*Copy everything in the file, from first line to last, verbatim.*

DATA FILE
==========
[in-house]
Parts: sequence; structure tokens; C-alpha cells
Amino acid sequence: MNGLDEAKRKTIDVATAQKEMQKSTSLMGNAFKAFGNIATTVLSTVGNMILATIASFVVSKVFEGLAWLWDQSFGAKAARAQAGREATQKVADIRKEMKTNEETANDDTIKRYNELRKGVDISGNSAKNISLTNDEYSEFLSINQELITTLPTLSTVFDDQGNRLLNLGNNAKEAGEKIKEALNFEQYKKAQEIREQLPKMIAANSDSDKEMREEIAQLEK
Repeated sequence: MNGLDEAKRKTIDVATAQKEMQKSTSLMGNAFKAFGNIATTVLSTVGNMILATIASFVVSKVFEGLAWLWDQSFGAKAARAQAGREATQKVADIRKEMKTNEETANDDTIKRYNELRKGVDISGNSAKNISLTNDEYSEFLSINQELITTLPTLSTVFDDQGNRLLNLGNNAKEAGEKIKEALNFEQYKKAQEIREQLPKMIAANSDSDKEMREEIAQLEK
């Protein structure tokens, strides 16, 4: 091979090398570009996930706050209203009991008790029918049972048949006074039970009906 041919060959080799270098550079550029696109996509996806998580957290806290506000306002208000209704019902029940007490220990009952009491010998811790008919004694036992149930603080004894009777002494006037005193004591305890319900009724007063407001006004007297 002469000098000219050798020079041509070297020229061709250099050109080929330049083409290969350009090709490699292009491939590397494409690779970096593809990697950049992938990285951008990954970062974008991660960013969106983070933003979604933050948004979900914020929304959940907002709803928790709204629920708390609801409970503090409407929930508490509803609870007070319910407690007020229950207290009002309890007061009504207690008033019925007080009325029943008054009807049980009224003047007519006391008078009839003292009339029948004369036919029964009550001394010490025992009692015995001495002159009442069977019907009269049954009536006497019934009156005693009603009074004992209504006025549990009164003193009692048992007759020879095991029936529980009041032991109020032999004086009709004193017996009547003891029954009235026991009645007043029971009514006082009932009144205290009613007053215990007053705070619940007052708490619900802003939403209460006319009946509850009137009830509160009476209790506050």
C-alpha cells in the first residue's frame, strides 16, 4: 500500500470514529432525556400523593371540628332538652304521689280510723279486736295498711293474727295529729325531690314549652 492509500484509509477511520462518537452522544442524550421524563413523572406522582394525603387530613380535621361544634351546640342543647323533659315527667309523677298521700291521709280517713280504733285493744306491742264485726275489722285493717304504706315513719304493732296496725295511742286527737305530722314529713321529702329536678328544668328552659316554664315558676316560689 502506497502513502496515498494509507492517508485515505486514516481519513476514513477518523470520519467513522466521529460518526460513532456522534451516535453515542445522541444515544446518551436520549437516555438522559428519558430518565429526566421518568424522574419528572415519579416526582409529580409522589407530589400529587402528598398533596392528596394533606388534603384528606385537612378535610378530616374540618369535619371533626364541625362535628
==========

[in-house]
Parts: sequence; structure tokens; C-alpha cells
Amino acid sequence: MNGLDEAKRKTIDVATAQKEMQKSTSLMGNAFKAFGNIATTVLSTVGNMILATIASFVVSKVFEGLAWLWDQSFGAKAARAQAGREATQKVADIRKEMKTNEETANDDTIKRYNELRKGVDISGNSAKNISLTNDEYSEFLSINQELITTLPTLSTVFDDQGNRLLNLGNNAKEAGEKIKEALNFEQYKKAQEIREQLPKMIAANSDSDKEMREEIAQLEK
Repeated sequence: MNGLDEAKRKTIDVATAQKEMQKSTSLMGNAFKAFGNIATTVLSTVGNMILATIASFVVSKVFEGLAWLWDQSFGAKAARAQAGREATQKVADIRKEMKTNEETANDDTIKRYNELRKGVDISGNSAKNISLTNDEYSEFLSINQELITTLPTLSTVFDDQGNRLLNLGNNAKEAGEKIKEALNFEQYKKAQEIREQLPKMIAANSDSDKEMREEIAQLEK
């Protein structure tokens, strides 16, 4: 091979090398570009996930706050209203009991008790029918049972048949006074039970009906 041919060959080799270098550079550029696109996509996806998580957290806290506000306002208000209704019902029940007490220990009952009491010998811790008919004694036992149930603080004894009777002494006037005193004591305890319900009724007063407001006004007297 002469000098000219050798020079041509070297020229061709250099050109080929330049083409290969350009090709490699292009491939590397494409690779970096593809990697950049992938990285951008990954970062974008991660960013969106983070933003979604933050948004979900914020929304959940907002709803928790709204629920708390609801409970503090409407929930508490509803609870007070319910407690007020229950207290009002309890007061009504207690008033019925007080009325029943008054009807049980009224003047007519006391008078009839003292009339029948004369036919029964009550001394010490025992009692015995001495002159009442069977019907009269049954009536006497019934009156005693009603009074004992209504006025549990009164003193009692048992007759020879095991029936529980009041032991109020032999004086009709004193017996009547003891029954009235026991009645007043029971009514006082009932009144205290009613007053215990007053705070619940007052708490619900802003939403209460006319009946509850009137009830509160009476209790506050």
C-alpha cells in the first residue's frame, strides 16, 4: 500500500470514529432525556400523593371540628332538652304521689280510723279486736295498711293474727295529729325531690314549652 492509500484509509477511520462518537452522544442524550421524563413523572406522582394525603387530613380535621361544634351546640342543647323533659315527667309523677298521700291521709280517713280504733285493744306491742264485726275489722285493717304504706315513719304493732296496725295511742286527737305530722314529713321529702329536678328544668328552659316554664315558676316560689 502506497502513502496515498494509507492517508485515505486514516481519513476514513477518523470520519467513522466521529460518526460513532456522534451516535453515542445522541444515544446518551436520549437516555438522559428519558430518565429526566421518568424522574419528572415519579416526582409529580409522589407530589400529587402528598398533596392528596394533606388534603384528606385537612378535610378530616374540618369535619371533626364541625362535628